Where would the media be if Eugenie Bouchard had not come along this year with her regal name, good looks and even better looking tennis?
Without her, it would have had little to talk about after the slightly premature departures of Serena Williams and Maria Sharapova. It was difficult to tell, though, whether it was pining for the old stars or looking forward to welcoming the new ones.
“The civilisation of women’s tennis has collapsed,” wrote Simon Barnes in The Times, only slightly tongue-in-cheek. “There is no ruler, nothing even remotely like a sustainable hierarchy, no one knows what’s going on. Mere anarchy has been unleashed upon the once rock-solid stable world of the women’s game.
He continued: “The Williams sisters have ceded power in the manner of King Lear – half-heartedly and trying to hang on to their former privileges. Maria Sharapova has the temperament to play the part of the new queen, but has never been consistent enough...the game is crying out for someone to make the big shift from excellence to greatness: a champion who has more than colossal talent, who has the game and the nature to boss the circuit and intimidate the rest.”
Having watched the Bouchard and Simona Halep semi-final, which might have been closer but for the latter’s early ankle injury, Barnes was encouraged to add: “Or there could be two of them. That’s always the best fun.”
Alyson Rudd, also in The Times, wondered whether the other ladies’ finalist, the slightly fragile Petra Kvitova, should be admitting in public how important her mental coach was to her game. “You can stare all day long at Maria Sharapova and never be at all sure if she feels self-doubt or not. The idea was for Kvitova to be similarly inscrutable. [Michal] Safar knew that Kvitova was riven with insecurity, but he did not think it was such a good idea for everyone else to see this.”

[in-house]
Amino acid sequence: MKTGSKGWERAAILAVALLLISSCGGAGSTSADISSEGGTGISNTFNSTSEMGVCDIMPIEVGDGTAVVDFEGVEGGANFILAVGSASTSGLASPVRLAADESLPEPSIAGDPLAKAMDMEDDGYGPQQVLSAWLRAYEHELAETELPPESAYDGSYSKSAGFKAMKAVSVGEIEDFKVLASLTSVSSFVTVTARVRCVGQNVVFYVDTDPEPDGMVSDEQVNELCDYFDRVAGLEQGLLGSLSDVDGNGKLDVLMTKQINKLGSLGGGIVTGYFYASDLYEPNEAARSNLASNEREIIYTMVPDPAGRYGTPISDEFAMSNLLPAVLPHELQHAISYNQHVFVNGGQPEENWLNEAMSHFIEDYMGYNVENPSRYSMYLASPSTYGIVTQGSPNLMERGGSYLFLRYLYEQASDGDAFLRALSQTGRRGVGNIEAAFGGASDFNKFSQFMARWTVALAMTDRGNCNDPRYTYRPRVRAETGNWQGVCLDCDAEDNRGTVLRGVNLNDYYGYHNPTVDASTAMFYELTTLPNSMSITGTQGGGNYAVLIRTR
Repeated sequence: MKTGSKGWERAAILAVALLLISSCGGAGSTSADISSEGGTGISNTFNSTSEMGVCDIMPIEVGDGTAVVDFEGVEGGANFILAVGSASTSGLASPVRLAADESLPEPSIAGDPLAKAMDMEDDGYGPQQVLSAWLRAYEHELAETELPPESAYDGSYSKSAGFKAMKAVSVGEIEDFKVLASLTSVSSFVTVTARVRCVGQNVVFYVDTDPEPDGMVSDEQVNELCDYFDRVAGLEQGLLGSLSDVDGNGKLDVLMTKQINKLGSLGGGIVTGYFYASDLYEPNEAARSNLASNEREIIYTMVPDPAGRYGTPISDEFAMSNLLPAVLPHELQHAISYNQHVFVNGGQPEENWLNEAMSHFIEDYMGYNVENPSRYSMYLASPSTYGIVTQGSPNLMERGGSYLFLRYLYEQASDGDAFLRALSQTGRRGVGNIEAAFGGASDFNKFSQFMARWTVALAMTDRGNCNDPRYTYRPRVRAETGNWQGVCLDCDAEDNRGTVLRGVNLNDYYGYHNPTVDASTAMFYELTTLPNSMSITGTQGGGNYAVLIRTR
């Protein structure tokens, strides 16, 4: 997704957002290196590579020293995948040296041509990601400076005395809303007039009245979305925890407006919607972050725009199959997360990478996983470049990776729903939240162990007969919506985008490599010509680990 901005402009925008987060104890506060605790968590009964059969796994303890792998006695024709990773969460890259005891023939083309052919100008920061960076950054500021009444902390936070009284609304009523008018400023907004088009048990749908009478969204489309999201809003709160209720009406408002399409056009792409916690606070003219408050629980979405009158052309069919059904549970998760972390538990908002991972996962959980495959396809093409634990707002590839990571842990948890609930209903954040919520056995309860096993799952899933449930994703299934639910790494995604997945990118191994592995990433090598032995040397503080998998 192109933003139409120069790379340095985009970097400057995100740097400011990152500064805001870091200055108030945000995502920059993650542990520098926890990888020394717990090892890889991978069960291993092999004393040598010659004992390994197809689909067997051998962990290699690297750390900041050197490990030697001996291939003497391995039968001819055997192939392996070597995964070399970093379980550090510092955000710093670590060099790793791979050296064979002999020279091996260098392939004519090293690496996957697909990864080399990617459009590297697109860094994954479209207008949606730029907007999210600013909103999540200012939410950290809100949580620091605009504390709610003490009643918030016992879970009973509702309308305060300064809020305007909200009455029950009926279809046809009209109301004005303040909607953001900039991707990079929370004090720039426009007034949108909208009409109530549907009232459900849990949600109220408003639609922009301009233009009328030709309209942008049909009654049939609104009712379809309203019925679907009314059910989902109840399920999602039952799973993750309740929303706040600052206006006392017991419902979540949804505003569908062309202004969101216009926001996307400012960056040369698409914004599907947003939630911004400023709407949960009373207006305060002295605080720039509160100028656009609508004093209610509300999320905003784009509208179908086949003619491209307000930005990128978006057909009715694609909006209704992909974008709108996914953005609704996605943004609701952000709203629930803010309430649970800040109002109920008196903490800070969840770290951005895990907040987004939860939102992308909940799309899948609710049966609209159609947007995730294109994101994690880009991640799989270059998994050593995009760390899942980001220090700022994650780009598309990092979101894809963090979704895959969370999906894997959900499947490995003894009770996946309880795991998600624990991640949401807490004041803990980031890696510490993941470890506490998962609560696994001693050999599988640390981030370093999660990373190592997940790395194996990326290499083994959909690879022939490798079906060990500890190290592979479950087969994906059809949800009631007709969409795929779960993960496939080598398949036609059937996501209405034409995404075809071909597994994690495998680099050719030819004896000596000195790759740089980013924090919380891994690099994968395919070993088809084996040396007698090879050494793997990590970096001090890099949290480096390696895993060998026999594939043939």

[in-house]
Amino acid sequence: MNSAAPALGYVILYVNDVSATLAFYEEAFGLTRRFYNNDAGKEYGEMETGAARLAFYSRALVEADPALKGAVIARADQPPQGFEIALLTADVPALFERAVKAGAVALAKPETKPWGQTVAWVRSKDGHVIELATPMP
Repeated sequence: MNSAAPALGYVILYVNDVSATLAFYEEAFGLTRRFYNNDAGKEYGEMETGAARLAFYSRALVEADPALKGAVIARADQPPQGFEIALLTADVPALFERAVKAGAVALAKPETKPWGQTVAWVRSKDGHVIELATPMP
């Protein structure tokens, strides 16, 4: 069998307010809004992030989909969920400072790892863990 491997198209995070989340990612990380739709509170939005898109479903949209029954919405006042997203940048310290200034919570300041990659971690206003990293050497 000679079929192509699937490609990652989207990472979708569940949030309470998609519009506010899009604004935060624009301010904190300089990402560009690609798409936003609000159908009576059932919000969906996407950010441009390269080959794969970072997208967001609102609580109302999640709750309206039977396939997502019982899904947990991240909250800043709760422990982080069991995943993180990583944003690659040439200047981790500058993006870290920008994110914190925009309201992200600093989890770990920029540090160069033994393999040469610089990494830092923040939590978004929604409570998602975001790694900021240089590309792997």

Martha Kelner, in the Daily Mail, says that Kvitova will lift a ban on her parents watching her in tomorrow’s final. “Father Jiri and mother Pavla were in floods of tears alongside Martina Navratilva when she won Wimbledon as a 21-year-old in 2011. It remains her only Grand Slam victory,” says Kelner. It makes one wonder why they were ever banned in the first place.
The media has been busy playing its own version of television’s Give Us a Clue following Andy Murray’s reported outburst, apparently aimed at his box, shortly before his match against Grigor Dimitrov on Wednesday. Murray is alleged to have screamed: “****ing five minutes before the match.”
The theory is that he was unhinged before his unexpected straight sets defeat. Scribes have been busily at work trying to find out just what he was referring to and, perhaps even more importantly, who his outburst was aimed at, but no one yet has.
There were plenty of guesses, though, as one could imagine. Everyone and everything from his coach Amelie Mauresmo to his girlfriend Kim Sears fell under the microscope. “Wicked internet speculation that she [Sears] had chosen five minutes before the big match to dump him/tell him she was pregnant/say she had always liked Roger [Federer] cannot be substantiated,” jested Paul Harris in the Daily Mail. “But the breaking news last night was that Miss Sears had accidentally let slip the ending of a box-set TV series they had been watching.”
Not everyone was shedding a tear for Andy Murray, though. Apparently not his brother, Jamie, who at the time of writing is still in the competition. Wrote Stuart Fraser in the Daily Mail: “At least someone is still playing and the family can get out and support,” said Jamie. “Andy’s had a pretty good run of things at Wimbledon over the last five or six years. I’m sure he’s disappointed with the way things went this year but I won’t be losing too much sleep about it.”
Had Andy Murray got through his quarter-final against Grigor Dimitrov he would, of course, have been involved in today’s semi-finals. It would have been a close run thing which event television viewers chose to watch: Murray’s semi-final or the France v Germany World Cup quarter-final, but perhaps not, according to Daniel Schofield in The Times. He reported that Murray’s quarter-final was watched by a mere 2.5 million viewers on BBC One.
“Even though the match was in working hours, the defending champion’s exploits only attracted 38 per cent audience share for Wednesday afternoon. So what were the rest of the great British public watching? On Channel 4 there was a Countdown-Deal or No Deal double-header, but that was trumped by ITV’s offering of Peter Andre’s 60 Minute Makeover.”
20:08It brings me no pleasure but it's time to bring the curtain down for another year. Seemed somehow appropriate to leave the last word to Roger Federer. Thanks a billion for reading. What a fortnight, what a final, fast forward to 2015 please...
20:03"I already have seven. It's not like I need another one. But it would have been awfully nice to have it. I think that's what the feeling was of the people, and I felt that... I know they love tennis. They love tennis after we're all gone."View all